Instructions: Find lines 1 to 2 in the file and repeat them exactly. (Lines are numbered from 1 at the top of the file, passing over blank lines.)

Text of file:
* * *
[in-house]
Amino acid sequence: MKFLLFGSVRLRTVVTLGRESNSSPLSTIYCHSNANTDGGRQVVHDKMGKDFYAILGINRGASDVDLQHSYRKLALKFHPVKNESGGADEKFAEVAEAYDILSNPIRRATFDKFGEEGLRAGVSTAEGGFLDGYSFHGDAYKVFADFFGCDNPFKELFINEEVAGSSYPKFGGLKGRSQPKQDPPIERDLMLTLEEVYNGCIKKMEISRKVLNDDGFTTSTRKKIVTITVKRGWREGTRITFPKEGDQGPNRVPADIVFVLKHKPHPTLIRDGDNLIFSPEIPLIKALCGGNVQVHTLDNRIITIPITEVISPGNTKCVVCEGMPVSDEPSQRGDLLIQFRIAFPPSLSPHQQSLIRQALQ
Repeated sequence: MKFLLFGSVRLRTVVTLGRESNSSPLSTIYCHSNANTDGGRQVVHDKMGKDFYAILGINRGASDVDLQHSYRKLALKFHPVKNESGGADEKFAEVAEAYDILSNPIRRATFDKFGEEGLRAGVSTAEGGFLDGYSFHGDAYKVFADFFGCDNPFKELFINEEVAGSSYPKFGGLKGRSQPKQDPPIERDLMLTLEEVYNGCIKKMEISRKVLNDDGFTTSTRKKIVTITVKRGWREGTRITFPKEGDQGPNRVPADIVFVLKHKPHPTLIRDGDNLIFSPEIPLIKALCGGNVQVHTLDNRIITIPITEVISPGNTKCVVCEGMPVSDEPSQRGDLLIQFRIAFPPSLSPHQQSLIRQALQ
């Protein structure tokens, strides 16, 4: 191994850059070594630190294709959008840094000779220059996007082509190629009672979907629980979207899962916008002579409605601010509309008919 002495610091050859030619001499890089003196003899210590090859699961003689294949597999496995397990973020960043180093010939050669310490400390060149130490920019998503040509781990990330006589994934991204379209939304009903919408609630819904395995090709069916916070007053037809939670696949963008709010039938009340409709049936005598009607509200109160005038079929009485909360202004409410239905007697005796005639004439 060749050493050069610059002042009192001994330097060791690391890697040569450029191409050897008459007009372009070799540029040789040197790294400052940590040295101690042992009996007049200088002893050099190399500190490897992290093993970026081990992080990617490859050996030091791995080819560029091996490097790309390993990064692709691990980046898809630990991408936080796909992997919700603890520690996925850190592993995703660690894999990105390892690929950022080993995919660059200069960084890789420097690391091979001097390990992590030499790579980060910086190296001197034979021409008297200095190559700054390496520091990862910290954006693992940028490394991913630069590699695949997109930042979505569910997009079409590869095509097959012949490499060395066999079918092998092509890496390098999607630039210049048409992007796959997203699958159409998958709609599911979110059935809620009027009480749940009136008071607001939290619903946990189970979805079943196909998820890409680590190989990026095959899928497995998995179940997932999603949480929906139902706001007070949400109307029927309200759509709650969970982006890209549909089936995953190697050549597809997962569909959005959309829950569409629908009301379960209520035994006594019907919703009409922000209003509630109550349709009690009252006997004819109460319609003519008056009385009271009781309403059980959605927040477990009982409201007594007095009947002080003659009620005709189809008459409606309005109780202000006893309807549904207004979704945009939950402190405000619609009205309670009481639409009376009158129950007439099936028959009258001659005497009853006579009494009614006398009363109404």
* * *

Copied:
[in-house]
Amino acid sequence: MKFLLFGSVRLRTVVTLGRESNSSPLSTIYCHSNANTDGGRQVVHDKMGKDFYAILGINRGASDVDLQHSYRKLALKFHPVKNESGGADEKFAEVAEAYDILSNPIRRATFDKFGEEGLRAGVSTAEGGFLDGYSFHGDAYKVFADFFGCDNPFKELFINEEVAGSSYPKFGGLKGRSQPKQDPPIERDLMLTLEEVYNGCIKKMEISRKVLNDDGFTTSTRKKIVTITVKRGWREGTRITFPKEGDQGPNRVPADIVFVLKHKPHPTLIRDGDNLIFSPEIPLIKALCGGNVQVHTLDNRIITIPITEVISPGNTKCVVCEGMPVSDEPSQRGDLLIQFRIAFPPSLSPHQQSLIRQALQ